Motor starter has probs after rebuilding engine
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Motor starter has probs after rebuilding engine

This is a discussion on Motor starter has probs after rebuilding engine within the Technical forums, part of the Caferacer.net Forums category; Hi all! I got a Suzuki gs450L 1987 I had to take my cilinder off to do some work. When putting it back together I ...

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Thread: Motor starter has probs after rebuilding engine

  1. #1
    Junior Member daansteegmans's Avatar
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    Hi all!


    I got a Suzuki gs450L 1987

    I had to take my cilinder off to do some work. When putting it back together I put the timing bolt on RT and checked if the right cilinder was on top. I put my valves cams back on with the #1 aligned horizontally with the head. Put the valve chain back on. Counted 18 steps, starting from #2 to the other cog wheel’s #3 marker. Everything was put back together but when I try to run the engine it has problems running the pistons up and down. It feels like it has way to much resitance and I could feel my wires getting hot. When I remove the sparks it goes smoother.

    Any ideas on what I did wrong?

    Cheers,
    Daan
    Last edited by daansteegmans; 09-25-2019 at 01:38 PM.

  2. #2
    Senior Member TrialsRider's Avatar
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    Trying to understand this :/ so is the resistance you are concerned over engine compression ? and the compression goes away when you remove the spark plugs? because yes that makes perfect sense.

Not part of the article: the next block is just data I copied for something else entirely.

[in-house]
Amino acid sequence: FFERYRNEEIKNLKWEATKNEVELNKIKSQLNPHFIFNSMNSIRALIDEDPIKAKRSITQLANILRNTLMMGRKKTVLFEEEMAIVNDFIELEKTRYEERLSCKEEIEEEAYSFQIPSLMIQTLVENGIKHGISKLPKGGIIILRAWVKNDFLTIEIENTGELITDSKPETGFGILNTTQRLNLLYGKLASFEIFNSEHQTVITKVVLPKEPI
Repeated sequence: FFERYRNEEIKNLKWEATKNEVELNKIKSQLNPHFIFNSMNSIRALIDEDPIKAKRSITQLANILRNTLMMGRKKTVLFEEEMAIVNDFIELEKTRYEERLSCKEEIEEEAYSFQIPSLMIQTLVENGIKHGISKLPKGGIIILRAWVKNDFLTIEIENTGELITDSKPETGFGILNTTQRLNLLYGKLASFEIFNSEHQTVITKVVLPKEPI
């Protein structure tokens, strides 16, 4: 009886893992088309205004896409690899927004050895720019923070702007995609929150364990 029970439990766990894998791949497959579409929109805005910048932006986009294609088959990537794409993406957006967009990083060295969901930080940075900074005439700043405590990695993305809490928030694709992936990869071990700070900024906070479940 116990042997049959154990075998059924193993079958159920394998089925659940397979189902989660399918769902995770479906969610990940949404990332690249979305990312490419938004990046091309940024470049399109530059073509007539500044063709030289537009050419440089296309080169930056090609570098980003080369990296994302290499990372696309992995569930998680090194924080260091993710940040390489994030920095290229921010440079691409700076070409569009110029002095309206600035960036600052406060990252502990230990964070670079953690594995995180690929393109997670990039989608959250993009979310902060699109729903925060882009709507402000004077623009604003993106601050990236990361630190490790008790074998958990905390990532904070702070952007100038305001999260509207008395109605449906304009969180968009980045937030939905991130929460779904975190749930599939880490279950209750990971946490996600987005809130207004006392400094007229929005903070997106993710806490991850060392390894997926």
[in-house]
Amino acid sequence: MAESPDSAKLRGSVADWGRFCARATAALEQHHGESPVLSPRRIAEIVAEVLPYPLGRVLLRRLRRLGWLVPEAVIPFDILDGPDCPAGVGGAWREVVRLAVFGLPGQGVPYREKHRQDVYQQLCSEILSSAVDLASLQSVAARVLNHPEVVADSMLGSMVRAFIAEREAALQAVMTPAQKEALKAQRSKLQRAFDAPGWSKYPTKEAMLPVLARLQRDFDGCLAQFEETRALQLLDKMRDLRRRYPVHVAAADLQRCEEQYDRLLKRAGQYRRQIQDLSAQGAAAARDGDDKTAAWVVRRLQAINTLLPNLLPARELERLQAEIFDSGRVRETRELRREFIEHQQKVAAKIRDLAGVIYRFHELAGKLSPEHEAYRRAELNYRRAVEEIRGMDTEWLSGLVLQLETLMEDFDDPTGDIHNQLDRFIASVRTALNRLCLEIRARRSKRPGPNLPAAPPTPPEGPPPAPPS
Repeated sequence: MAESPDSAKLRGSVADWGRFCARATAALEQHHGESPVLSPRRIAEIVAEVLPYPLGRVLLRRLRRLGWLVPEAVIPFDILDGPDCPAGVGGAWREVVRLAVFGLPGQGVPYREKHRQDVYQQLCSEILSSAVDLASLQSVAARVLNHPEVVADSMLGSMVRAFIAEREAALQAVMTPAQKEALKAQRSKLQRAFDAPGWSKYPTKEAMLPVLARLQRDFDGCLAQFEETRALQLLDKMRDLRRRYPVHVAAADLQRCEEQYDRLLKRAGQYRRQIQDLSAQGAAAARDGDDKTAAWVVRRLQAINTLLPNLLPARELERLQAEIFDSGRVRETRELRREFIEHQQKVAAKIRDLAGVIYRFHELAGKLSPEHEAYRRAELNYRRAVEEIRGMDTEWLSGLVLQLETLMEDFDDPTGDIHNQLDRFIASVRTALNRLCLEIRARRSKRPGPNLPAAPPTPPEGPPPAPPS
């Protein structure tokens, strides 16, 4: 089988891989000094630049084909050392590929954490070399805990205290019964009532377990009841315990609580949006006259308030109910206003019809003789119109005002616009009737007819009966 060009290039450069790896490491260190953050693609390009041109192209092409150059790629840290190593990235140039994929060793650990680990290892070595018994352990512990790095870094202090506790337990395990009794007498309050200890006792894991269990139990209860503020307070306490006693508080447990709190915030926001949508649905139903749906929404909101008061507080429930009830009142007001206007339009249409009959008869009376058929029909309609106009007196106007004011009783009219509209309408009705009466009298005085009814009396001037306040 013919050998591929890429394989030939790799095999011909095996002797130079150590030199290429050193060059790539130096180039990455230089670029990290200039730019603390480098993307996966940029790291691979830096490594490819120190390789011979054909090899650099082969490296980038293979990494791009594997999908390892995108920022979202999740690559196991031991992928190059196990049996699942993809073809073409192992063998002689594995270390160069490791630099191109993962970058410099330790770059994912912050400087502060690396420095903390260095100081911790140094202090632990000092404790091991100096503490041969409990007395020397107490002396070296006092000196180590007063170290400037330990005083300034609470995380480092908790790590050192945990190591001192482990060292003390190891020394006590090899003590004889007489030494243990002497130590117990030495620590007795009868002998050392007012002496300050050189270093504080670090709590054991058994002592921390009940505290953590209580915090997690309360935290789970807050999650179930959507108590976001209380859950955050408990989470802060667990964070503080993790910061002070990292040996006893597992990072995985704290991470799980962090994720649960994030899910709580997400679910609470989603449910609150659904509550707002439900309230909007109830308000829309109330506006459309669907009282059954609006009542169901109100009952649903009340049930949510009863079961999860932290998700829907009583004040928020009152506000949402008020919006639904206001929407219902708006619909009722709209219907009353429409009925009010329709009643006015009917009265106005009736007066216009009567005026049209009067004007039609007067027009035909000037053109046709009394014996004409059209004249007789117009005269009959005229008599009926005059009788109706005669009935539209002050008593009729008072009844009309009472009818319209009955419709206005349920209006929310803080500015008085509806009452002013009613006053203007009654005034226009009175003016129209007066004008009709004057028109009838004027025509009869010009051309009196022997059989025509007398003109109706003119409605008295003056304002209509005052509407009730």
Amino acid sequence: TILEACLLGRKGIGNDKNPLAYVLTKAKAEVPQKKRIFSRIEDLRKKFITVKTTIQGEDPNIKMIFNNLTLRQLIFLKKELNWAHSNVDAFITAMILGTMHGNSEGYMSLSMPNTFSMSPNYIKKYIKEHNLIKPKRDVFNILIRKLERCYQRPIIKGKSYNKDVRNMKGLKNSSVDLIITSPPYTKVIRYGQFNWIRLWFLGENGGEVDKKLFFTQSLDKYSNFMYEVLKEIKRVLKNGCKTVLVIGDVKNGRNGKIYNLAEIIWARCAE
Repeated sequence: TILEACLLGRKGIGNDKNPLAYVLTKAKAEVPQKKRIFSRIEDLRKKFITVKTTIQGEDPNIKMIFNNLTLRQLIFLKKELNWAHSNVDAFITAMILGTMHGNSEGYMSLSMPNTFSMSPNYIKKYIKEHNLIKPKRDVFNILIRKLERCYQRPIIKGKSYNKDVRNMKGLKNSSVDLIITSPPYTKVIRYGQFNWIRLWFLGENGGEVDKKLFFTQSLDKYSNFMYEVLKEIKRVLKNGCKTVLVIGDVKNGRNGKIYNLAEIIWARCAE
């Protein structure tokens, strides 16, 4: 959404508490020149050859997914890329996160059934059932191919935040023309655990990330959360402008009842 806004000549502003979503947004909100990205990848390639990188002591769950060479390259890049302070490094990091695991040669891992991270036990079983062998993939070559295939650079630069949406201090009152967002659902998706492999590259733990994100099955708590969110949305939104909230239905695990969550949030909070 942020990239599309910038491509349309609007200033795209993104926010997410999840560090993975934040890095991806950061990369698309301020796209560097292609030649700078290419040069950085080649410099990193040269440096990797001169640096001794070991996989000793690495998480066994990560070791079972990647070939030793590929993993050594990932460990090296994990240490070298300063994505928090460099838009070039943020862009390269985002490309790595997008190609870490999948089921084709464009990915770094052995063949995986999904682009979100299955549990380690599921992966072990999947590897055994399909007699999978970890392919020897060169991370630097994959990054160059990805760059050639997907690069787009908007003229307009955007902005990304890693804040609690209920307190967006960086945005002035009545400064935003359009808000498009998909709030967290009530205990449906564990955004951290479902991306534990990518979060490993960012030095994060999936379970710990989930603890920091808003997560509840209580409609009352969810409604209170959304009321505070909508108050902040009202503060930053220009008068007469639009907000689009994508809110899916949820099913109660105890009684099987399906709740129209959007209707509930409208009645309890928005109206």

Wires getting hot :/ you lost me there, Plug wires or other? ... I can't say I've ever grabbed a spark plug wire to see how hot it is, with my luck I'd get a heck of a good shock.

    Now lets assume you have put the engine back together and the valve timing is close enough that you are not crashing the pistons into the valves. If I wanted to know if everything was functioning like a 4-stroke motor should, I would do a compression test and for that you don't even need to start the motor, just turn it over a few strokes.

    Hope that helps some, how far off am I from understanding the problem?

  3. #3
    Junior Member daansteegmans's Avatar
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    Thanks for the reply TrialsRider!

    So I dont know much about engines..

    I'll try to clear it up a bit:
    with the spark plugs IN, and trying to electric start the engine, the pistons only go up and down once every second or so (which seems way to slow to me?).
    When doing this for let's say 6s I could see one small black wire giving a little fume of smoke, like almost melting. Thats when I felt the rest of the 'wiring bundles' and they were all getting pretty warm.
    When removing the spark plugs the pistons go up and down faster. Not sure if that means anything :/

    If you say to test the compression I could turn the engine over a few strokes, how do I know the compression is ok?

    Is it perhaps possible that there is an electrical problem or wouldn't the starter engine even run in that case?

    Thanks a lot!

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  5. #4
    Senior Member TrialsRider's Avatar
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    Ok, electrical wiring getting smoking hot is not a good thing, you have a short circuit somewhere and for some reason your fuse did not blow. That is scary.

    A 4 stroke motor is just like a big air compressor, to do a compression test you remove a spark plug, bung a dial gauge compression tester into the plug hole and turn the engine over. The compression tester has a dial gauge that tell you how many pounds per square inch of compression your engine is producing on its compression stroke ... probably in the vicinity of ~180 pounds.
    (or whatever your service manual says) if your valves are not right your compression will not be right so right away you would know you have a problem.

    In a 4-stoke motor your crankshaft (pistons) go up and down at twice the rate of your cam shaft.